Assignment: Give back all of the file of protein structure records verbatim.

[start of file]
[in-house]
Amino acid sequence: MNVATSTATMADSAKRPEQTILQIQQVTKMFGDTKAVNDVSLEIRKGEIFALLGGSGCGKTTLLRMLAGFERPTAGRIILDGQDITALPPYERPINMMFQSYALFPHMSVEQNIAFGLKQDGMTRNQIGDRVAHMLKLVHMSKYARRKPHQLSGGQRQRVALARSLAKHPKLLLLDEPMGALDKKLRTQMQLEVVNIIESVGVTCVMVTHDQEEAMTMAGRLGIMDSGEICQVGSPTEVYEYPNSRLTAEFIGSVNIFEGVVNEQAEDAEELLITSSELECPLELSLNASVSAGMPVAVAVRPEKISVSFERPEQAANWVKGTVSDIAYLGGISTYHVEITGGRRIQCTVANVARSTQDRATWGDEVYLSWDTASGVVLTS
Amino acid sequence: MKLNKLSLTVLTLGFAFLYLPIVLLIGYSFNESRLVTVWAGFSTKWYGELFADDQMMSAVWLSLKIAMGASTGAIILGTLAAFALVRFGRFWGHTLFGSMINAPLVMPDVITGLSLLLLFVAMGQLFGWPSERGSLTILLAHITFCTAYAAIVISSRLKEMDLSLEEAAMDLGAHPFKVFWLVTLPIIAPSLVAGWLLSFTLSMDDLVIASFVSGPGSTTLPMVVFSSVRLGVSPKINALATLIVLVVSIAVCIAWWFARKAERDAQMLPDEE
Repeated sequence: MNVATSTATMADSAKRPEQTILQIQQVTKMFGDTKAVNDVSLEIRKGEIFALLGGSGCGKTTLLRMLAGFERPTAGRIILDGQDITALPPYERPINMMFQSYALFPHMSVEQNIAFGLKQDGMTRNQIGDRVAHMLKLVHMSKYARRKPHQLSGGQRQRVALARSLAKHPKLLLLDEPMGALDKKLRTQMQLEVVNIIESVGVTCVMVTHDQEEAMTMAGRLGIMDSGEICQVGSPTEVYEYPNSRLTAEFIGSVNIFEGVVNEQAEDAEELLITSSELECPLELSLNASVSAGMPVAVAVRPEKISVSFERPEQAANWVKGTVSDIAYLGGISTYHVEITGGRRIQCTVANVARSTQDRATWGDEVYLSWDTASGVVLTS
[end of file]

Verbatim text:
[in-house]
Amino acid sequence: MNVATSTATMADSAKRPEQTILQIQQVTKMFGDTKAVNDVSLEIRKGEIFALLGGSGCGKTTLLRMLAGFERPTAGRIILDGQDITALPPYERPINMMFQSYALFPHMSVEQNIAFGLKQDGMTRNQIGDRVAHMLKLVHMSKYARRKPHQLSGGQRQRVALARSLAKHPKLLLLDEPMGALDKKLRTQMQLEVVNIIESVGVTCVMVTHDQEEAMTMAGRLGIMDSGEICQVGSPTEVYEYPNSRLTAEFIGSVNIFEGVVNEQAEDAEELLITSSELECPLELSLNASVSAGMPVAVAVRPEKISVSFERPEQAANWVKGTVSDIAYLGGISTYHVEITGGRRIQCTVANVARSTQDRATWGDEVYLSWDTASGVVLTS
Amino acid sequence: MKLNKLSLTVLTLGFAFLYLPIVLLIGYSFNESRLVTVWAGFSTKWYGELFADDQMMSAVWLSLKIAMGASTGAIILGTLAAFALVRFGRFWGHTLFGSMINAPLVMPDVITGLSLLLLFVAMGQLFGWPSERGSLTILLAHITFCTAYAAIVISSRLKEMDLSLEEAAMDLGAHPFKVFWLVTLPIIAPSLVAGWLLSFTLSMDDLVIASFVSGPGSTTLPMVVFSSVRLGVSPKINALATLIVLVVSIAVCIAWWFARKAERDAQMLPDEE
Repeated sequence: MNVATSTATMADSAKRPEQTILQIQQVTKMFGDTKAVNDVSLEIRKGEIFALLGGSGCGKTTLLRMLAGFERPTAGRIILDGQDITALPPYERPINMMFQSYALFPHMSVEQNIAFGLKQDGMTRNQIGDRVAHMLKLVHMSKYARRKPHQLSGGQRQRVALARSLAKHPKLLLLDEPMGALDKKLRTQMQLEVVNIIESVGVTCVMVTHDQEEAMTMAGRLGIMDSGEICQVGSPTEVYEYPNSRLTAEFIGSVNIFEGVVNEQAEDAEELLITSSELECPLELSLNASVSAGMPVAVAVRPEKISVSFERPEQAANWVKGTVSDIAYLGGISTYHVEITGGRRIQCTVANVARSTQDRATWGDEVYLSWDTASGVVLTS